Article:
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5 Ways to Impress Music Journalists With Your Promo Photo

Radiohead. (Image via blogs.houstonpress.com)

Promotional photos serve many purposes for music journalists beyond just being something to feast our eyes upon. They introduce us to the people behind the music and help create or reinforce a narrative of a band, which can aid us in our writing process. They grab readers' attention and can make more people inclined to check out a story. They sometimes even make our articles easier to read by breaking up otherwise dense chunks of text. We love promo photos and who can blame us?

Ask a Music Journalist: How to Keep Cool in Your First Interview

Image via nypd.forumotion.com

For many musicians, interviews can be a nerve-wracking process. There's the conversation itself, the pressure of outsiders seeing your responses once it's over, and of course, the potential of being misunderstood or otherwise misrepresentedThe good news is that interviews get easier (if not less painful) with more experience. In the meantime, should you find yourself getting apprehensive before your first interviews about your music, here are five tips you can use to keep your cool, make yourself more comfortable with the process, and allow you to make the most of the opportunity at hand. Good luck!

How to Respond When People Ask What Your Music Sounds Like

Image via telegraph.co.uk

The question, "So, what do you sound like?" has a familiar ring to most musicians, and for many, it’s difficult to answer. It can tempting to try to get it over with as quickly as possible and just toss out your genre (for many – your grandma’s friends, for example  that answer's probably good enough), but there are reasons it’s worth your time to put a little more thought into your reply.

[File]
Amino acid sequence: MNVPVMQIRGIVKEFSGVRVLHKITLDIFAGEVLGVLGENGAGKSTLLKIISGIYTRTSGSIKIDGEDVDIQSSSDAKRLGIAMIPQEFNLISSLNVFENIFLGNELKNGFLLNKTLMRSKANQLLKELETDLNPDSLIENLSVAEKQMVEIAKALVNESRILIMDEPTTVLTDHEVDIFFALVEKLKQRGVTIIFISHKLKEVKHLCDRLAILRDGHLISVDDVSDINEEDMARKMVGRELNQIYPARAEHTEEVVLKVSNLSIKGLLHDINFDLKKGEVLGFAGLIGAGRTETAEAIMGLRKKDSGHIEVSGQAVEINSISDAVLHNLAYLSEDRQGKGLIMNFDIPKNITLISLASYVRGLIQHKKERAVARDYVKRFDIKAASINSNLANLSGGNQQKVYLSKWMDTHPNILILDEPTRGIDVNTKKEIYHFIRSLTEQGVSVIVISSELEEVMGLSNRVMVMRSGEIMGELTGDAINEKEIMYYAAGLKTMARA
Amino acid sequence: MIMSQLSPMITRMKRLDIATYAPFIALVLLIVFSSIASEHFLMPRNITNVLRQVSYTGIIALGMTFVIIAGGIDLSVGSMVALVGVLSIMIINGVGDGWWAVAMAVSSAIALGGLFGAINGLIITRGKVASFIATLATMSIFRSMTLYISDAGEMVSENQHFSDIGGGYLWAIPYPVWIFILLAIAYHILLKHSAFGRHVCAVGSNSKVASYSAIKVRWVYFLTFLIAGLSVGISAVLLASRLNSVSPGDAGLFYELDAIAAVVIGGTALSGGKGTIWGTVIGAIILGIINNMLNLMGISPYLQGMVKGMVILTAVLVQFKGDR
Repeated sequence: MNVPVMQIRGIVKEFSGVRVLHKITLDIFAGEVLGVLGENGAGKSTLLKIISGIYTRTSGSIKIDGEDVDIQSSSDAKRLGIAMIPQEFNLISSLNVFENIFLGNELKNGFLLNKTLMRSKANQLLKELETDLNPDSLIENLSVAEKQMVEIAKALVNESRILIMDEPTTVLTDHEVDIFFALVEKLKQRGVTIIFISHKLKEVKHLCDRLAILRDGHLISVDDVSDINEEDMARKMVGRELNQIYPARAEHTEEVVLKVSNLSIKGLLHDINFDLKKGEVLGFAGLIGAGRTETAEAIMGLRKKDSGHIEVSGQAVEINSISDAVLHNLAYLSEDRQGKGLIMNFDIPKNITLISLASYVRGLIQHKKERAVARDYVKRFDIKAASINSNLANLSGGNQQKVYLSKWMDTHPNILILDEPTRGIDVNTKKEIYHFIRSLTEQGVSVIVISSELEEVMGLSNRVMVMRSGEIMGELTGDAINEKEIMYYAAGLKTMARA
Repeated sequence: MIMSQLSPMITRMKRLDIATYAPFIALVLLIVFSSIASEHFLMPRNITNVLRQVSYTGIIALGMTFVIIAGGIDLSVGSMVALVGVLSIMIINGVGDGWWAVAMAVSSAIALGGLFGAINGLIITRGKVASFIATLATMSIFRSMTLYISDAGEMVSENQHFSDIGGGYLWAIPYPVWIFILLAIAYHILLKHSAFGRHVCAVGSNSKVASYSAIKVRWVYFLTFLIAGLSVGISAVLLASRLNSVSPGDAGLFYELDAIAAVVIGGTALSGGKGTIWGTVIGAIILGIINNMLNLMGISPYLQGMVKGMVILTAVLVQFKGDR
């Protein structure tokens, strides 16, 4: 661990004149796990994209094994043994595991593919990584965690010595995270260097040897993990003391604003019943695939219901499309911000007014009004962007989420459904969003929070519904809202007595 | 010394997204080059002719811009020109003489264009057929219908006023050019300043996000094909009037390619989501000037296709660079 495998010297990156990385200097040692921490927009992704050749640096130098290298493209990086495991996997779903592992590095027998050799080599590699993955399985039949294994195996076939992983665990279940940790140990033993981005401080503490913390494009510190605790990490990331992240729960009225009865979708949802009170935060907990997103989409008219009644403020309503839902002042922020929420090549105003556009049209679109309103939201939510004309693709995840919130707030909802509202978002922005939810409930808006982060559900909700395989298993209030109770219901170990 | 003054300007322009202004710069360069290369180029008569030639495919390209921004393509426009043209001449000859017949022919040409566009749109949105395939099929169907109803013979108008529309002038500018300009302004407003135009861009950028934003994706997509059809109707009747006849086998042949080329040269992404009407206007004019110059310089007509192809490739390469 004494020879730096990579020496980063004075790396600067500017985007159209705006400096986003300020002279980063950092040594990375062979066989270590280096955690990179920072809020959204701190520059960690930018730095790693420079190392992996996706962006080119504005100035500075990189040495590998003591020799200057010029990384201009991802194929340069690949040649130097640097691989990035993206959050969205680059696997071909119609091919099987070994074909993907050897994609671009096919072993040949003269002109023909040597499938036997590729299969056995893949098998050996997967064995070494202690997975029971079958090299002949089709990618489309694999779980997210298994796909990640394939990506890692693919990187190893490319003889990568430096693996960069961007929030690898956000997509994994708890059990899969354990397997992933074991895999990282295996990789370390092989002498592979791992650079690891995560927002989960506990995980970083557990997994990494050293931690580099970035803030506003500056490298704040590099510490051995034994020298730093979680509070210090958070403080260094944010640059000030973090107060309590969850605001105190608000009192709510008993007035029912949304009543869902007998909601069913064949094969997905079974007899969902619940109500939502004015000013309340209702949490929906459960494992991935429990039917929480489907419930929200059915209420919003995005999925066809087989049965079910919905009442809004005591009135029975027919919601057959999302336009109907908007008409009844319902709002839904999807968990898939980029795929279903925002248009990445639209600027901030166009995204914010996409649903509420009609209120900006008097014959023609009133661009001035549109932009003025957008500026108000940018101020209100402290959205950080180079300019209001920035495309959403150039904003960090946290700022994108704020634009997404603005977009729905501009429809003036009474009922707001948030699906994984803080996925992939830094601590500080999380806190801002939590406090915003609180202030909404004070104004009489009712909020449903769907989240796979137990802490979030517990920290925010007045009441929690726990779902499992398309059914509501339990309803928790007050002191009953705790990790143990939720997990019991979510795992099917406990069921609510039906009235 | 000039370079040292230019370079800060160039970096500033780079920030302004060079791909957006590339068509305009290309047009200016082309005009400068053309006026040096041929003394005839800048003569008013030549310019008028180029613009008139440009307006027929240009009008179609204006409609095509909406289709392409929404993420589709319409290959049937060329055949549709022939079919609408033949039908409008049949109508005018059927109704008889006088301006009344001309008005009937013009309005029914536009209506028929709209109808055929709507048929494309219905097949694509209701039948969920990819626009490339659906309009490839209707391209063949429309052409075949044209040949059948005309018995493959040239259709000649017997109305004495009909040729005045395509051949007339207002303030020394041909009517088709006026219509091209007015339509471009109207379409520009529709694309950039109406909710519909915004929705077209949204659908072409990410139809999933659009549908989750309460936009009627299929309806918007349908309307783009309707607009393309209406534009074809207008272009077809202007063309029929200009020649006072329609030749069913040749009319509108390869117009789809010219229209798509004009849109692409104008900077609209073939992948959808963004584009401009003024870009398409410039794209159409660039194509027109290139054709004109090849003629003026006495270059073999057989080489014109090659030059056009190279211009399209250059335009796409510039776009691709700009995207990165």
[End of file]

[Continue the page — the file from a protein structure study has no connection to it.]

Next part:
Ask a Music Journalist: 4 Things We Never Want to Read in Bios Ever Again

Image via pcmag.com

A well-written bio is one of the best tools independent musicians have when it comes to making an impression on music journalists and editors. Before we even hear your song samples or are able to attend one of your shows, there’s a good chance we’ve glanced through your press materials. This is your opportunity to place yourself and your art in your chosen framework and tell your story exactly how you see fit.

Unfortunately, there are many clichés and pitfalls that are easy to fall into that result in turning off the writer or causing him or her to otherwise overlook your band without even hearing a note. We don’t expect you to be a professional writer  or we’d all be out of work – but we do expect you to be a little inventive. (You are a working creative, after all.) With that in mind, here are four things to avoid at all costs when it comes to writing your musician bio.

Ask a Music Journalist: How to Get Maximum Press for Your Band Using Lead Time

Image via heartworkorg.com

When it comes to coverage, "lead time," or the amount of advance notice a publication needs to assign an article before its run date, is an essential consideration for artists. While it may not seem necessary for a baby band to employ the same lead time strategies as record labels and more established artists, remember that everyone is competing for the same resources as everyone else.